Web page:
Following the boar battle, and after King Viserys has had copious amounts of wine, the hunting dogs and townsfolk have cornered a stag for the King to slay. It turns out to not be the white stag, which helps Viserys feel more confident in his decision to keep Rhaenyra as heir. Viserys begrudgingly kills the stag and returns to camp, just in time to see Rhaenyra and Cristen return with a dead boar being dragged behind Rhaenyra’s horse, both covered in blood. The resolution of King Viserys and Rhaenyra’s disagreement comes with Rhaenyra being able to choose whom she marries as Alicent tries to encourage the King to change the heir to Aegon. Back at the Red Keep, the King receives word that the Daemon and Corlys are losing their War at the Stepstones and are asking for aid.

Easter Eggs: There were several nods of symbolism to the original Game of Thrones series, as well as Arthurian tales of a white stag. As a member of the hunting party mentions, the white stag was a symbol of royalty before dragons ruled over Westeros. The boar storyline reminds us of the boar that killed Robert Baratheon. Also, if you look closely, you can see a hand on King Viserys’ spear before he kills the brown stag that has a few fewer digits underneath a glove! The maggots didn’t seem to help.

War at the Stepstones

Corlys Valeryon being a badass on the battlefield

The best battle scene of the series so far is also the first large battle scene in the series. (Like saying Cersei is Jamie’s favorite sister, haha!) We meet Corlys’ younger brother Vaemund Valaryon. We see Corlys’ son Laenor, now a battle hero, and we see Daemon and Caraxes unsuccessfully battling the Triarchy. They are standing on a hill surrounding a war table in which Laenor is directing the next moves when Vaemund begins voicing his frustrations with the lack of victories. This is directed towards Daemon, in particular, right when he lands with Caraxes. A Kings Landing rider appears with a message from King Viserys to hand directly to Daemon, which explains the aid he will offer. It is 10 ships and 2,000 men. Daemon proceeds to then beat the crap out of the messenger and embark on a suicide mission. Seriously. This man raised a white flag and his sword to draw the crab-feeder and his fighters out of the caves they hid in. He then Jon-Snow-a-la-Battle-of-the-Bastards high-tails it across the battlefield directly for Craghas himself, slaughtering as many as he could on the way there.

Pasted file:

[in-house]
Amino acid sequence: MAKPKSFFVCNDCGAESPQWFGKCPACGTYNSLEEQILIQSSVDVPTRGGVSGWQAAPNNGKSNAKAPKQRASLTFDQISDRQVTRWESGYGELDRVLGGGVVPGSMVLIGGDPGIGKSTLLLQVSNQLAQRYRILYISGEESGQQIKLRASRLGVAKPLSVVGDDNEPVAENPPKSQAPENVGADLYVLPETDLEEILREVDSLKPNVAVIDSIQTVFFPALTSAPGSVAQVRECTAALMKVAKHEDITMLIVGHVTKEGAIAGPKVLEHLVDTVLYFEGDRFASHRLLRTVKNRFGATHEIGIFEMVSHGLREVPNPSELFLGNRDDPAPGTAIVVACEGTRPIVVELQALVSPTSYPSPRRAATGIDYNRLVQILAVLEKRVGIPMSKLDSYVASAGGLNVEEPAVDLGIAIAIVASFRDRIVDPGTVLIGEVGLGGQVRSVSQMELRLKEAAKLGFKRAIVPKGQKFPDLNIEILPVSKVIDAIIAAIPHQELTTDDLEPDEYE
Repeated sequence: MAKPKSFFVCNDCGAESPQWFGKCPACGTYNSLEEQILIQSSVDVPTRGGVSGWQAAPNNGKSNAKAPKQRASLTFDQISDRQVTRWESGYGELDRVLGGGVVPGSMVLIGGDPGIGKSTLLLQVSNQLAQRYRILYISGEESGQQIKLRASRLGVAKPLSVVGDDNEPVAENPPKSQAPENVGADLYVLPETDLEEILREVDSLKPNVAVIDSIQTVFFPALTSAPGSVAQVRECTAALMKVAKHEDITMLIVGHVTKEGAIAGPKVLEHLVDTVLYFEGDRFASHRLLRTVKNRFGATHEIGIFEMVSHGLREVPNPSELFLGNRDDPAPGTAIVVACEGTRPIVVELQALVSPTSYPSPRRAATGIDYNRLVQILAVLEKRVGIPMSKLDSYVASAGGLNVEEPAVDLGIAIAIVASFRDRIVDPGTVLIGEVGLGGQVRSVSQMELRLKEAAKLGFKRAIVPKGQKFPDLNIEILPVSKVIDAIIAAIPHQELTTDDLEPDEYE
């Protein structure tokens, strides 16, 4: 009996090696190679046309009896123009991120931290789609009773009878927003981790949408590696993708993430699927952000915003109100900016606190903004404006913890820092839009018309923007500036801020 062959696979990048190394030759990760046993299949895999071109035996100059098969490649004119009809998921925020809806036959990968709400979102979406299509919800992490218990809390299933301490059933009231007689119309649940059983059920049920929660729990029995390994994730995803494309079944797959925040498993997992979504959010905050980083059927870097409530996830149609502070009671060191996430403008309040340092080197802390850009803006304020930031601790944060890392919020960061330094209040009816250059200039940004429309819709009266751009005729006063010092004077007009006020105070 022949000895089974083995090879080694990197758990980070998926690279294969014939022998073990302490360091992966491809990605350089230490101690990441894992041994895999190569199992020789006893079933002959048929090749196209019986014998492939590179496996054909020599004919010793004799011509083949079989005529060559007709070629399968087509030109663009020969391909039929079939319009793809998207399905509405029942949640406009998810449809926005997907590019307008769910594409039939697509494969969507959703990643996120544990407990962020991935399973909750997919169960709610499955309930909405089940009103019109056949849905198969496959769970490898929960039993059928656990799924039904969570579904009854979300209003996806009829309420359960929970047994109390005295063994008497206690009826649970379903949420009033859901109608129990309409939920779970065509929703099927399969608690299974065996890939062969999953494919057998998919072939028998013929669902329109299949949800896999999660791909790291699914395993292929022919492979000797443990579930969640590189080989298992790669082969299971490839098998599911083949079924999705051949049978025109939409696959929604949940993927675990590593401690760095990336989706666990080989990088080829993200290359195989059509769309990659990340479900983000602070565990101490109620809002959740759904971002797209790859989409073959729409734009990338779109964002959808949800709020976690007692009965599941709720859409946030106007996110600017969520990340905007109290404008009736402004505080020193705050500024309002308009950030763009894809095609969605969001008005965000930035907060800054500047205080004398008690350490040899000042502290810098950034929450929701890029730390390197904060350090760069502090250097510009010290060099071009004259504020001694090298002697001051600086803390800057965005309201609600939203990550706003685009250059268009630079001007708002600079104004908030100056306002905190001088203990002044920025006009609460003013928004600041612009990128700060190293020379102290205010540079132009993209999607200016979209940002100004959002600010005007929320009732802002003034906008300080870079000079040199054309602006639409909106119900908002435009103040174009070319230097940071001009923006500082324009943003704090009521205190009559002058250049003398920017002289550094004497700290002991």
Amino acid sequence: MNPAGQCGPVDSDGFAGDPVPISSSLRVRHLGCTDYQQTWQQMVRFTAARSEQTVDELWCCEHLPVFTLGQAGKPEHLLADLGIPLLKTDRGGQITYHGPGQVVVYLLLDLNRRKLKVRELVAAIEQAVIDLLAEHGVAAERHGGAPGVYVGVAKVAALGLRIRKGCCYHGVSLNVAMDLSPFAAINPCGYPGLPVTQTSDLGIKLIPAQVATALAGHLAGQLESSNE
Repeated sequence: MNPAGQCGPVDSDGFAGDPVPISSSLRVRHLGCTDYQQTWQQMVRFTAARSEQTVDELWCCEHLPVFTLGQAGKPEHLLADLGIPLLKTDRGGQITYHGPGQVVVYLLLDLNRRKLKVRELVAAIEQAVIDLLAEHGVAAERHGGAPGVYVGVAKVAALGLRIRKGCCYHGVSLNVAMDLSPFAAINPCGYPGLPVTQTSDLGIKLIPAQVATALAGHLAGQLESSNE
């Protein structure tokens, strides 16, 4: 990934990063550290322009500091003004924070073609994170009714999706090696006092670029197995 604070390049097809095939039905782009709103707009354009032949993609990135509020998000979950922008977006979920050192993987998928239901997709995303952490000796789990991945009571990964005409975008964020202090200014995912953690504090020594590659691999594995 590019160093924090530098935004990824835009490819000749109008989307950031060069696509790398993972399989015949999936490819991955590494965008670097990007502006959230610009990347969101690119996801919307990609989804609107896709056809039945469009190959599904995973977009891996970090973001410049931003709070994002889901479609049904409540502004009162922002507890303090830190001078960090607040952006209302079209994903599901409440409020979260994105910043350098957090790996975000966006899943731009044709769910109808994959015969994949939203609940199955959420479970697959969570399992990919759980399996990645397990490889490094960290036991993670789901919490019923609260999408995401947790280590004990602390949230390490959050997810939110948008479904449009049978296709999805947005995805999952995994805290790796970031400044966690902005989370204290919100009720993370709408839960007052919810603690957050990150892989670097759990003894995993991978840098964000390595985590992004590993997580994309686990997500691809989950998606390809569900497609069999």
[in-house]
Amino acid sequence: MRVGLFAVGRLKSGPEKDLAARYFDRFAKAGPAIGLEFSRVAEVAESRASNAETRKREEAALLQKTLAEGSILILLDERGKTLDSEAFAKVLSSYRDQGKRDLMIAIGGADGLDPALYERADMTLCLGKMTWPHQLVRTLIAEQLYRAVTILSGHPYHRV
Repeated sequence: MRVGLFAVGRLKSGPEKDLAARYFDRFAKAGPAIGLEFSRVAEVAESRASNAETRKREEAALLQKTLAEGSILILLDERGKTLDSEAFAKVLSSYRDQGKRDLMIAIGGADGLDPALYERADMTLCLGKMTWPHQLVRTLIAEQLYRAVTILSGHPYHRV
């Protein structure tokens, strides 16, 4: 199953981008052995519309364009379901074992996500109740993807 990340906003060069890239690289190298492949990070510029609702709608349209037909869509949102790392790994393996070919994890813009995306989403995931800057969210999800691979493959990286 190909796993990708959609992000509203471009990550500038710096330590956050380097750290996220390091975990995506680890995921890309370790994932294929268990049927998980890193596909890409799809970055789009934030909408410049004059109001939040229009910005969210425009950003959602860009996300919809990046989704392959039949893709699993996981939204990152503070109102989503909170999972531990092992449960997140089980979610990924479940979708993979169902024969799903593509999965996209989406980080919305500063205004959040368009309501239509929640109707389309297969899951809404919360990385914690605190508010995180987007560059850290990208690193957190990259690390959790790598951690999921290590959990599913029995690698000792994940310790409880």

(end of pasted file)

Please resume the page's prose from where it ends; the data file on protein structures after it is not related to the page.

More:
Daemon flying a false white flag and offering his sword in apparent truce.

Craghas looks to be in fear of dragons but not Daemon, drawing our eyes to the skies with his. Assuming Caraxes would come to save his rider is where the mistake lies, as it was Laenor riding Seasmoke arriving just as the foot soldiers of Valaryon ran to the beach in Daemon’s aid. The episode ends with Daemon covered in blood, emerging from the cave with Craghas Drahar’s torso.

Easter Egg: The battle sequence looking like the Battle of the Bastards is no coincidence. The showrunners of this series are two directors from the original Game of Thrones series. Some notable episodes would be Hardhome, Battle of the Bastards, and The Long Night.

If you’re wondering where House of the Dragon fits into our Game of Thrones world and timeline, be sure to check out Liza’s article “House of the Dragon: the main Who’s Who” to get your questions answered! 

We now have more pieces to fit into the puzzle of how the Targaryen War for succession, called Dance of the Dragons, occurred.  The Dance of the Dragons is the catalyst in which House of the Dragon is revolving around. Daemon is victorious, Rhaenyra is more content, and Viserys is sound in his decision-making. What do you think will happen in the next episode? Are you enjoying the story so far? Let us know in the comments!